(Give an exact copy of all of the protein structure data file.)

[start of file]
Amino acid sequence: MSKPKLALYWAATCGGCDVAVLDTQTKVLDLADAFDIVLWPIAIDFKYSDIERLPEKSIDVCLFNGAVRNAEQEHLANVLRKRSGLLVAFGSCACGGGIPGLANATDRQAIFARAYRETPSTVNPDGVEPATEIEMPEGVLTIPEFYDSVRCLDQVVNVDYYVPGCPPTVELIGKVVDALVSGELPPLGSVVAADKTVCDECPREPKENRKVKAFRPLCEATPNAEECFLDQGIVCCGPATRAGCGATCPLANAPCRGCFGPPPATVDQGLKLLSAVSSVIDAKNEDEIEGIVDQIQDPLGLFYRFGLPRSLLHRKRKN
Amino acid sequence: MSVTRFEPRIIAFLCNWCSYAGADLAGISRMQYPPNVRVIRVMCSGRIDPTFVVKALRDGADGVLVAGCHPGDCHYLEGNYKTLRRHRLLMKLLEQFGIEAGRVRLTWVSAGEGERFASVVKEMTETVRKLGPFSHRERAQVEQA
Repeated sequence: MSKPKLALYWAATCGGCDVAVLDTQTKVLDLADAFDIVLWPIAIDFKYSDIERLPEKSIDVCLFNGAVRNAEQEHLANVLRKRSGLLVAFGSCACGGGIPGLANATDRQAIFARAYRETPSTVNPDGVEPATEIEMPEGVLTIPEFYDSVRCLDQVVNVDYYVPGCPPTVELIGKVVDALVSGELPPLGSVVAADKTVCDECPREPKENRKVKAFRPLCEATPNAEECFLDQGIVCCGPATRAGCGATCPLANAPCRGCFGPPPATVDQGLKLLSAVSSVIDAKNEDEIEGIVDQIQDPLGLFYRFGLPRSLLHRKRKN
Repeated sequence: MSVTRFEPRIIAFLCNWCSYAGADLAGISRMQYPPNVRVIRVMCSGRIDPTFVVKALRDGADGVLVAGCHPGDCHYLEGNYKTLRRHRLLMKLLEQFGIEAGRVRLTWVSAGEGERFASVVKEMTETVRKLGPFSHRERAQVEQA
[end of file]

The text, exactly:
Amino acid sequence: MSKPKLALYWAATCGGCDVAVLDTQTKVLDLADAFDIVLWPIAIDFKYSDIERLPEKSIDVCLFNGAVRNAEQEHLANVLRKRSGLLVAFGSCACGGGIPGLANATDRQAIFARAYRETPSTVNPDGVEPATEIEMPEGVLTIPEFYDSVRCLDQVVNVDYYVPGCPPTVELIGKVVDALVSGELPPLGSVVAADKTVCDECPREPKENRKVKAFRPLCEATPNAEECFLDQGIVCCGPATRAGCGATCPLANAPCRGCFGPPPATVDQGLKLLSAVSSVIDAKNEDEIEGIVDQIQDPLGLFYRFGLPRSLLHRKRKN
Amino acid sequence: MSVTRFEPRIIAFLCNWCSYAGADLAGISRMQYPPNVRVIRVMCSGRIDPTFVVKALRDGADGVLVAGCHPGDCHYLEGNYKTLRRHRLLMKLLEQFGIEAGRVRLTWVSAGEGERFASVVKEMTETVRKLGPFSHRERAQVEQA
Repeated sequence: MSKPKLALYWAATCGGCDVAVLDTQTKVLDLADAFDIVLWPIAIDFKYSDIERLPEKSIDVCLFNGAVRNAEQEHLANVLRKRSGLLVAFGSCACGGGIPGLANATDRQAIFARAYRETPSTVNPDGVEPATEIEMPEGVLTIPEFYDSVRCLDQVVNVDYYVPGCPPTVELIGKVVDALVSGELPPLGSVVAADKTVCDECPREPKENRKVKAFRPLCEATPNAEECFLDQGIVCCGPATRAGCGATCPLANAPCRGCFGPPPATVDQGLKLLSAVSSVIDAKNEDEIEGIVDQIQDPLGLFYRFGLPRSLLHRKRKN
Repeated sequence: MSVTRFEPRIIAFLCNWCSYAGADLAGISRMQYPPNVRVIRVMCSGRIDPTFVVKALRDGADGVLVAGCHPGDCHYLEGNYKTLRRHRLLMKLLEQFGIEAGRVRLTWVSAGEGERFASVVKEMTETVRKLGPFSHRERAQVEQA